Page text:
Tri-X in a Disposable Camera!?

Discussion in 'News' started by c_watson|1, Dec 2, 2021.

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    Ilford has already done this. Kodak now has a professional disposable camera, due to this. They went Ilford one better. Hillbilly Leica right here (LOL).
     
  2. Ilford started stuffing C-41 b&w XP-2 into disposables years ago. Ilford rolled out its little "reusable" 35mm Sprite camera this year and, again, Kodak Alaris is doing the same with its cheesy M-35 "reloadable" toy.

    Not sure how the target market will react to the trouble and expense of b&w processing in 2021. They're likely not snorting fix fumes at home regularly...
     
  3. Sandy Vongries

    Sandy Vongries Administrator Staff Member

    Interesting, I did enough processing that despite care, I had developer fingernails. I never found the B&W processing to be unpleasant. The color, of several types darn near toxic. It was bad enough that I did some of it only at night so I could open the darkroom door a bit.
     
    ] likes this.
  4. Aaah-----perhaps we are returning to our roots ?.
    ;).
     
    luis triguez likes this.
  5. Honestly, in today's world, intro'ing a disposable, single use plastic camera - or plastic & disposable anything else, really- seems completely tone deaf to me.
    I might take a kinder view of this IF they would recycle the camera units, reload and re-sell them once the film has been developed. Call me cynical, this just has so been done.
     
    Roger G and ] like this.
  6. Beyond the environmental issues, if I was willing to go through the effort to develop the film myself or find a lab that will process TRI-X, I might as well run that film through a better camera instead of being stuck at 1/125 @ f10.
     
    Ricochetrider and ] like this.
  7. I suspect that they are mostly useful for photography classes.

    It seems that Kodak has a recycling system. If someone uses them for a class,
    they can collect all of them and get them into recycling.

    If you used the M-35 for the class, most of them would sit in drawers at home
    after the end of the class, likely never used again.

    The amount of plastic might be about the amount in a plastic bottle.
     
  8. If it wasn't for cine film, one wonders how much longer the Kodak Alaris show will go on.
     
    Ricochetrider likes this.
  9. Isn't cine film sold directly by Eastman, not Alaris? I thought Alaris was just still films like Ektar and Tri-x and Ektachrome.
     
  10. Joined at the hip, corporately it seems.
     
  11. Great to finally see a professional disposable.

    I suspect the disposable market is quite big. Every time I go to my local lab there are always people (mostly women in their late teens early 20's) lined up with hands full of disposables to be processed.

    I have even at two occasions overheard customers express worries if the pictures would be as "good" as with a disposable when the well-meaning lab staff tried to save repeating customers some money by pushing an Ilford Sprite or AgfaPhoto reloadable.
     
  12. None of this works if the local film ecosystem collapsed years before. Even it it hasn't, the cost of the camera+processing+printing(b&w !?)+scanning will give pause when phone pix can be shared quickly. Total non-starter for Kodak--again.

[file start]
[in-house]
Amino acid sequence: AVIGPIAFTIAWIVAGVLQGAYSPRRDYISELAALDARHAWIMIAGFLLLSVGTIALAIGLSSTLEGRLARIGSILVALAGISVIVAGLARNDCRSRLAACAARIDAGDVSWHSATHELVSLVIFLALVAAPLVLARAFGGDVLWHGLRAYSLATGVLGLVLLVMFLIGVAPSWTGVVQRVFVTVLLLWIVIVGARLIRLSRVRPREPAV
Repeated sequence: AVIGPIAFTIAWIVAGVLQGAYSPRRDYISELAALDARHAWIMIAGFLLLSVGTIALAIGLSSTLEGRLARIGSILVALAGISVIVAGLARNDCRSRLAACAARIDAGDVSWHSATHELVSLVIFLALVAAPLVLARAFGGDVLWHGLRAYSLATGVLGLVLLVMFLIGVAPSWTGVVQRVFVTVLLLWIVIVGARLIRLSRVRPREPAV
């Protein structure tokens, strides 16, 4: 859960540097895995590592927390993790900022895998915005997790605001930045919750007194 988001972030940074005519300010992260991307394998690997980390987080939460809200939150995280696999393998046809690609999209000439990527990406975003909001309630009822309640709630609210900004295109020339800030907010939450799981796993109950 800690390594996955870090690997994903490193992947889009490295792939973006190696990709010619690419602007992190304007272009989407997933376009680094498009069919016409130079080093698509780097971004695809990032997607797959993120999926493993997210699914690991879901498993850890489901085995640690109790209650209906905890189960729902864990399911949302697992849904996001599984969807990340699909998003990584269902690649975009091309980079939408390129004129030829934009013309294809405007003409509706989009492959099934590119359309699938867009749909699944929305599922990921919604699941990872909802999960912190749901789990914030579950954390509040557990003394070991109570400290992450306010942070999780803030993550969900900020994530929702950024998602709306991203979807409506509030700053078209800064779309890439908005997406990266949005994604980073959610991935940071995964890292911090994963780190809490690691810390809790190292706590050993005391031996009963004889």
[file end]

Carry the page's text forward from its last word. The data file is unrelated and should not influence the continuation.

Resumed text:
13. If you want them lab processed, use the Ilford XP-2 version.
    There are still enough C-41 labs around.

    The Tri-X version only makes sense for self processing,
    which I suspect means a class.

    As well as I know, people used to run darkroom photography
    classes with the Diana camera, but they now cost $99.

    It makes more sense to use these, maybe even with a bulk
    discount. Also, the teacher can box them up for recycling.
    I suspect that existing labs have the Kodak connection for
    recycling them.
     
  14. Beater SLRs with 50mm lenses seem popular with students at OCAD in Toronto. Two rolls of film for the cost of a disposable...
     
    ] likes this.
  15. Yes that is a good choice. Probably for college, or even high school.

    Simpler cameras are probably better for younger kids, though.
     
    ] likes this.
  16. Some viewfinder cameras (like Olympus XA2) are often far less expensive than a single use camera and have a much wider range of exposures. However, cameras such as the XA2 are not always easy to find. An alternative is to carry a few neutral density filters of various strengths and bracket the exposure. I would at least commend Kodak for offering an easy way to try Tri-X with minimal work.
     
    ] likes this.
  17. Olympus: Olympus XA-2 Price Guide: estimate a camera value

    says about $70 for the XA-2. Less for the XA-1 and XA-3, but still a lot more than the single use cameras.

    It seems that you can get the Tri-X version for close to $10, not so much more than a roll of Tri-X.

    Now, you can get a Canon FTb for close to $10, but it doesn't look or feel much like an XA-2
    or any disposable.

    By the way, 100ft rolls of Tri-X are now about $130, but HP5+ is about $86.
    About $106 for 100ft of XP-2 super.
     
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    Depends on the kid. Taught my Godson how to use a manual camera at age 7, and he has two Nikkormats, and a bevy of lenses as a teenager. And he knows how to use a Luna Pro very well (he also owns one).
     
  19. When I worked in a photolab, Kodak would accept back used single use cameras for recycling. I don't know if they still do it, but in the past, they did get recycled. I would assume the plastic just gets melted down for making new cameras.
     

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